British PM says no authority to topple Kadhafi
British Prime Minister David Cameron said Monday there was no legal authority for regime change in Libya despite suggestions by ministers that air strikes could target Moamer Kadhafi.
After Kadhafi's complex in Tripoli was hit overnight in raids by Western forces, Cameron said the UN Security Council resolution was limited to include the enforcement of a ceasefire and no-fly zones to protect civilians.
"It explicitly does not provide the legal authority for action to bring about Kadhafi's removal of power by military means," Cameron told the House of Commons ahead of a vote by lawmakers on the strikes in Libya.
But he said the coalition still wanted to see the end of Kadhafi's iron-fisted 41-year-rule, adding: "Our view is clear -- there is no decent future for Libya with Colonel Kadhafi remaining in power."
Lawmakers were expected to strongly back military action in a vote later Monday, after a second night of British attacks by fighter jets and a submarine in the Mediterranean alongside French and US forces.
Nearby, about 200 supporters of Kadhafi staged a demonstration outside Cameron's Downing Street office, brandishing the Libyan leader's green flag and holding up placards reading "Stop bombing our families and children".
Cameron has the support of his Conservative party and their Liberal Democrat coalition partners for military action, as well as the opposition Labour party.
But there have been conflicting statements about the aims of the air strikes from ministers and from the British military, amid fears that Britain could be drawn into a ground war similar to the 2003 invasion of Iraq.
Defence Secretary Liam Fox said Sunday that there was a "possibility" British forces could target Kadhafi. Foreign Secretary William Hague refused to rule it out Monday, saying "that depends on the circumstances at the time".
But the head of the British military, General David Richards, said Kadhafi was "absolutely not" a target and UN resolution did not allow it, adding his voice to those of US and French officials -- and now Cameron's.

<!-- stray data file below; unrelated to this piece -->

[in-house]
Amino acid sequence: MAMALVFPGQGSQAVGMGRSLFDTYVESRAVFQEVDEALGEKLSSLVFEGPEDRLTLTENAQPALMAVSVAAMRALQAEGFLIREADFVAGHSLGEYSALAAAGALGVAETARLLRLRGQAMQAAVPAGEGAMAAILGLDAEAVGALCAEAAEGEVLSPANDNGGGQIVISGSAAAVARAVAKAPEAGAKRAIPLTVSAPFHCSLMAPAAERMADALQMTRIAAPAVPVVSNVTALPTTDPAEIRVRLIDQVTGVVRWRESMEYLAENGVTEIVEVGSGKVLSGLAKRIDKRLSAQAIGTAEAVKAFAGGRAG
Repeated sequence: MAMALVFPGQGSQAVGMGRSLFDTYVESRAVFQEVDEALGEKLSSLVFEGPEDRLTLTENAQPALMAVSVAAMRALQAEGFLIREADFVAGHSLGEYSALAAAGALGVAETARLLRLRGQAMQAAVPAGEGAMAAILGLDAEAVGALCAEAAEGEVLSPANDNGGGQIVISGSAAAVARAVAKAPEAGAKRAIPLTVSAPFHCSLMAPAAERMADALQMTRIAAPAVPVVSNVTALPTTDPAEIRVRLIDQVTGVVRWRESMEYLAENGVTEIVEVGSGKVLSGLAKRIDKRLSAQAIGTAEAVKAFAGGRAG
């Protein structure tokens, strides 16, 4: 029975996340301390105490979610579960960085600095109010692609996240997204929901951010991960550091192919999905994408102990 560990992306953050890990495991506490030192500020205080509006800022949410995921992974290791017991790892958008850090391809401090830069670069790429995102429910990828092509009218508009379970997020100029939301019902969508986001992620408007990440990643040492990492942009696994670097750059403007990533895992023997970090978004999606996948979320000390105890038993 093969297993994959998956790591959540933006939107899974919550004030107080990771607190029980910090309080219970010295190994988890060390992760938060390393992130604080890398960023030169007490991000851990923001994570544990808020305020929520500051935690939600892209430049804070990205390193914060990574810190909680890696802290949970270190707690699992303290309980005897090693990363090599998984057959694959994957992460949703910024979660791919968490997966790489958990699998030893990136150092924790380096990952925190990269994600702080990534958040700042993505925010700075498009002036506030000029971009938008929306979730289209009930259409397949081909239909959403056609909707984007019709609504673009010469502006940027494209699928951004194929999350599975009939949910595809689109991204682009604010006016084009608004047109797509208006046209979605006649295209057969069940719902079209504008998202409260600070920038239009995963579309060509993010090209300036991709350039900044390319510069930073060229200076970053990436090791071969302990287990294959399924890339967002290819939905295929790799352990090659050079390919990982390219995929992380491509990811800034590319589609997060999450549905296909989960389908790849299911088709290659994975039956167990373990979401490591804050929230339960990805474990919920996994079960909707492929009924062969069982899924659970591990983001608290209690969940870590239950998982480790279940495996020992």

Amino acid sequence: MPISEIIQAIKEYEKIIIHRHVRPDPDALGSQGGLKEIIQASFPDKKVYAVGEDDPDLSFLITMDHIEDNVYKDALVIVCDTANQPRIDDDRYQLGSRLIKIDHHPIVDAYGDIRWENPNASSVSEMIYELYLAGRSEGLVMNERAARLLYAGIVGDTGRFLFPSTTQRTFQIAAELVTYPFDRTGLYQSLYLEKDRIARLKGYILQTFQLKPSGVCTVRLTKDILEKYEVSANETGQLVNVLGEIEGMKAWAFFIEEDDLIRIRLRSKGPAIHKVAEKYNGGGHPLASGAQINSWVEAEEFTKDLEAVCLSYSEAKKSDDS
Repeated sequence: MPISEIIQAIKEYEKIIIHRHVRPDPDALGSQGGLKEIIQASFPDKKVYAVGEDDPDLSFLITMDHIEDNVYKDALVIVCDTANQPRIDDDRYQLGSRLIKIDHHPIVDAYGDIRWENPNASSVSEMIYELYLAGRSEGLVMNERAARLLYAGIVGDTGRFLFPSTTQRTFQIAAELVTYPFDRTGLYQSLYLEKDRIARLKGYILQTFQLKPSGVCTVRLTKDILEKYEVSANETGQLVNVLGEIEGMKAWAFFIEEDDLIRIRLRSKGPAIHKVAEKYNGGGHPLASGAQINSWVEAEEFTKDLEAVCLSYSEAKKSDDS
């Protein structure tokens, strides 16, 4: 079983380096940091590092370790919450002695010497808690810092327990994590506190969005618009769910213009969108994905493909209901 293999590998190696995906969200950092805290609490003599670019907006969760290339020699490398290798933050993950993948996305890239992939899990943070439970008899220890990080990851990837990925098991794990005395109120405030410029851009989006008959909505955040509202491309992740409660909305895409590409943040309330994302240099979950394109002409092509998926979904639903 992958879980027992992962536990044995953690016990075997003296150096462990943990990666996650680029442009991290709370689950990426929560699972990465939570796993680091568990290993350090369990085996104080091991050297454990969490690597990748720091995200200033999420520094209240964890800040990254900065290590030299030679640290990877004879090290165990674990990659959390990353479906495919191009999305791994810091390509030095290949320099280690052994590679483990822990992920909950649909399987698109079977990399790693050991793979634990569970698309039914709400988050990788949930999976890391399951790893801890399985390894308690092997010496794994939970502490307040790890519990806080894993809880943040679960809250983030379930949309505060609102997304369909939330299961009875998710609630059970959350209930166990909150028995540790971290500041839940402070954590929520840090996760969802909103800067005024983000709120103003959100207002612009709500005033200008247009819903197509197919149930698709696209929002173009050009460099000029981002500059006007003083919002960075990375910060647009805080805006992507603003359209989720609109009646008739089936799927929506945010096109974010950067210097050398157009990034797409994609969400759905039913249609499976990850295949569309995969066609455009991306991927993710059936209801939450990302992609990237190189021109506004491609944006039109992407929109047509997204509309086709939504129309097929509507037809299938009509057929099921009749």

Acutely aware of the controversy over Britain's six-year war in Iraq, Cameron repeated his argument that his first military action since taking office in May last year was "necessary, legal and right".
He said Kadhafi had failed to adhere to the UN's demand for a ceasefire and coalition strikes "have helped to avert what could have been a bloody massacre in Benghazi".
They had "have largely neutralised Libyan air defences and as a result a no-fly zone has effectively been put in place", he added.
Cameron meanwhile called for NATO to take command of operations in Libya, as NATO allies struggled Monday to overcome divisions about the organisation's role in the strikes.
"Over time we want this to transition to a NATO command, a NATO command and control using NATO machinery, so all the partners in NATO and all those who want to contribute from outside can be properly coordinated," he added.
Cameron also addressed concerns about the lack of Arab involvement in the first wave of air strikes and criticism from the head of the Arab League, Amr Mussa, despite the organisation's support for the UN resolution.
He spoke to Mussa earlier Monday and believed they were "on the same page" on Libya, his spokesman said.
In parliament Cameron said Qatar was providing jets to enforce the no-fly zone and said the coalition would do "everything we can to encourage others to come forward."
In the debate, Cameron also addressed concerns that Britain will be drawn into a lengthy ground war such as Iraq -- particularly when the country is still fighting a bloody battle against Taliban insurgents in Afghanistan.
"This is different to Iraq... This is about protecting people, giving the Libyan people a chance to shape their own destiny," he said, adding that the UN resolution forbade any foreign occupation of Libya.
© 2011 AFP